Imagine biologist Sayaka Mitoh’s surprise the day she found that a sea slug in her lab was suddenly missing its body. Or its head, really—depends on your perspective. Either way, the sea slug was in two pieces, both of which seemed to be alive, in the sense that they were both still moving. Somehow, they kept on living for days, and then weeks, even though the head was minus a heart and digestive system.
Among biologists, this kind of body-splitting maneuver is known as autotomy—lizards, for instance, shed their tails to escape predation. But what the sacoglossan sea slug does next puts it in a class of its own. “We were surprised to see the head moving just after autotomy,” says Mitoh. “We thought that it would die soon without a heart and other important organs, but we were surprised again to find that it regenerated the whole body.”
That’s right: It pulled a Deadpool. Just a few hours after its self-decapitation, the head began dragging itself around to feed. After a day, the neck wound had closed. After a week, it started to regenerate a heart. In less than a month, the whole body had grown back, and the disembodied slug was embodied once more. Several slugs have actually done this in Mitoh’s lab, so this is a feature, not a bug. One slug—apparently a show-off—even self-decapitated twice.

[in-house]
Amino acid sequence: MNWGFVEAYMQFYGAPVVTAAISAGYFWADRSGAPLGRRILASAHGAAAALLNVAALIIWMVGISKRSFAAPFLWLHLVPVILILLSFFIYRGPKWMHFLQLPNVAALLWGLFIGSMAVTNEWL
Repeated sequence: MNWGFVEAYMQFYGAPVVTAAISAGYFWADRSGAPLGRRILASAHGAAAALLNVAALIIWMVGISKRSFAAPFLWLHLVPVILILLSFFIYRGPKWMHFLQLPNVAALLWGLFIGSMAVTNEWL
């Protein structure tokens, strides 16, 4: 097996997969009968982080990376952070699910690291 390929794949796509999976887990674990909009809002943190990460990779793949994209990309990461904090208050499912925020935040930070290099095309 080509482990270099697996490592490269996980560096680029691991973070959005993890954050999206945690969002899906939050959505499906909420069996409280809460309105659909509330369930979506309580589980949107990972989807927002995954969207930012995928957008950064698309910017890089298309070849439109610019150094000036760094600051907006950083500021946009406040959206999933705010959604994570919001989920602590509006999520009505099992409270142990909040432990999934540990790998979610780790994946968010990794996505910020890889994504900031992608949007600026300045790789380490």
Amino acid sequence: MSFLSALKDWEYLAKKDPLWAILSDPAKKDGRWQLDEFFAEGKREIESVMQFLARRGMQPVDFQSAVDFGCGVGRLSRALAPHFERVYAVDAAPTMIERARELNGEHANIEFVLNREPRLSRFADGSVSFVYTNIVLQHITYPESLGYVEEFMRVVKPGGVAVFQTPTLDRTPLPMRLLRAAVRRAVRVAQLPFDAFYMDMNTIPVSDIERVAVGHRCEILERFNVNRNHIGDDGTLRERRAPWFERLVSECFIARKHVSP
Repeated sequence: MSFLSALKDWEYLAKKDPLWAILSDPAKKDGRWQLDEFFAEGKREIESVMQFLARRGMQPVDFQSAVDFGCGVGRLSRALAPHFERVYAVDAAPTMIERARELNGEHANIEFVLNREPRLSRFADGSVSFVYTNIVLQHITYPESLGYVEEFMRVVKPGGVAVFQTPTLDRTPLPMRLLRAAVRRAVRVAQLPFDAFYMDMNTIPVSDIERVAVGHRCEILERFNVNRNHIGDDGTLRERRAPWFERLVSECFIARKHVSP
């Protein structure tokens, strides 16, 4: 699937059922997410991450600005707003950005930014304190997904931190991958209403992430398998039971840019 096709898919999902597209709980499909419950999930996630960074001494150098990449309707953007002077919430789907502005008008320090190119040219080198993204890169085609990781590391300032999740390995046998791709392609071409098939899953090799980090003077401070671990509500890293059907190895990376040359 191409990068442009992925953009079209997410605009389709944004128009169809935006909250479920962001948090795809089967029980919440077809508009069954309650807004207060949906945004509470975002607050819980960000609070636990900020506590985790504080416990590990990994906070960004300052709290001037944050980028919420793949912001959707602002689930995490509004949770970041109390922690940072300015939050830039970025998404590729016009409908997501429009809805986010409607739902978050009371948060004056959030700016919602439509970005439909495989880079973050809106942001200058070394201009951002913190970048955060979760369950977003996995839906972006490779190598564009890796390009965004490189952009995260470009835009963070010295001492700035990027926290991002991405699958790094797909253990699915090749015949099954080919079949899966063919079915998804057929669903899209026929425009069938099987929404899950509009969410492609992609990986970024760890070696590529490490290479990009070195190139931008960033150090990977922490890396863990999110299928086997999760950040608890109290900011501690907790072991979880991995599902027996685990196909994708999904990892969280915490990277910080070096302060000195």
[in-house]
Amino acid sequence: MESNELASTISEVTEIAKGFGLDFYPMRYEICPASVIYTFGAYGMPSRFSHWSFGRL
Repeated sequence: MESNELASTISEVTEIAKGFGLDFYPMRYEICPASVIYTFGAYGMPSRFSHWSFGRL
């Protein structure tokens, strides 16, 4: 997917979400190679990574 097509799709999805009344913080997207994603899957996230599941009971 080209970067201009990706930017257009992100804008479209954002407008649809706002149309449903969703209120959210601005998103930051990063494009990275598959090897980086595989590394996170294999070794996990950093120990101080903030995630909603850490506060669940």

The previously owned bodies, though, don’t make it. As Mitoh puts it quite poetically in a new paper describing the phenomenon in the journal Current Biology, “The bodies gradually shrank and became pale, apparently from losing chloroplasts, and eventually decomposed. The beating of the heart was visible just before the body decomposed.”
p class=”paywall”>Now, before we get to the question of why on Earth a sea slug would decapitate itself, let’s talk about the how, and those chloroplasts. Mitoh actually observed this behavior in several individuals from two different species of sacoglossan sea slug. This group of mollusks is famous—at least among biologists—for its “kleptoplasty,” or the way it steals its source of energy. In the algae that the animals eat, photosynthesis hums along in structures known as chloroplasts. Instead of digesting these, the sea slug actually incorporates them into its own tissues. These chloroplasts can remain photosynthetically active for months, allowing their adoptive sea slug to draw energy from the sun. The animal is very much solar powered.